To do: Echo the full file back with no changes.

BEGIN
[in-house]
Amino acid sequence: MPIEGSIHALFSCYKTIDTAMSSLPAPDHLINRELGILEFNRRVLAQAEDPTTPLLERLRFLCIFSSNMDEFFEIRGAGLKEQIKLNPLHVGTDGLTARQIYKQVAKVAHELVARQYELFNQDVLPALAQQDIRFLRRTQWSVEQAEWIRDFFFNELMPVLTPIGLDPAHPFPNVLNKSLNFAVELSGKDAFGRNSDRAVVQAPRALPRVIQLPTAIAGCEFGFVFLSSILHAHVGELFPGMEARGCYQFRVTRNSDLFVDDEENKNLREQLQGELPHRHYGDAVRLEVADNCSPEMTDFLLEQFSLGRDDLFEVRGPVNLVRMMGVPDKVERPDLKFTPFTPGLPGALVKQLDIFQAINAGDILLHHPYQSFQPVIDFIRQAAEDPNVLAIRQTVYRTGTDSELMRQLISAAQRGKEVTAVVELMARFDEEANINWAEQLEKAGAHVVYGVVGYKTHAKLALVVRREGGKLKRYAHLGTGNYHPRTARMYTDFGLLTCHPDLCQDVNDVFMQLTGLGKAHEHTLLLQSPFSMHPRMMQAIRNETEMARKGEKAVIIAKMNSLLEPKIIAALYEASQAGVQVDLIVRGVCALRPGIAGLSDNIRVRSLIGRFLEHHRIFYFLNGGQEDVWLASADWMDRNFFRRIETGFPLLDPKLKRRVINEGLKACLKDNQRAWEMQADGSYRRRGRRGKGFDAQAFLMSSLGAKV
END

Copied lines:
[in-house]
Amino acid sequence: MPIEGSIHALFSCYKTIDTAMSSLPAPDHLINRELGILEFNRRVLAQAEDPTTPLLERLRFLCIFSSNMDEFFEIRGAGLKEQIKLNPLHVGTDGLTARQIYKQVAKVAHELVARQYELFNQDVLPALAQQDIRFLRRTQWSVEQAEWIRDFFFNELMPVLTPIGLDPAHPFPNVLNKSLNFAVELSGKDAFGRNSDRAVVQAPRALPRVIQLPTAIAGCEFGFVFLSSILHAHVGELFPGMEARGCYQFRVTRNSDLFVDDEENKNLREQLQGELPHRHYGDAVRLEVADNCSPEMTDFLLEQFSLGRDDLFEVRGPVNLVRMMGVPDKVERPDLKFTPFTPGLPGALVKQLDIFQAINAGDILLHHPYQSFQPVIDFIRQAAEDPNVLAIRQTVYRTGTDSELMRQLISAAQRGKEVTAVVELMARFDEEANINWAEQLEKAGAHVVYGVVGYKTHAKLALVVRREGGKLKRYAHLGTGNYHPRTARMYTDFGLLTCHPDLCQDVNDVFMQLTGLGKAHEHTLLLQSPFSMHPRMMQAIRNETEMARKGEKAVIIAKMNSLLEPKIIAALYEASQAGVQVDLIVRGVCALRPGIAGLSDNIRVRSLIGRFLEHHRIFYFLNGGQEDVWLASADWMDRNFFRRIETGFPLLDPKLKRRVINEGLKACLKDNQRAWEMQADGSYRRRGRRGKGFDAQAFLMSSLGAKV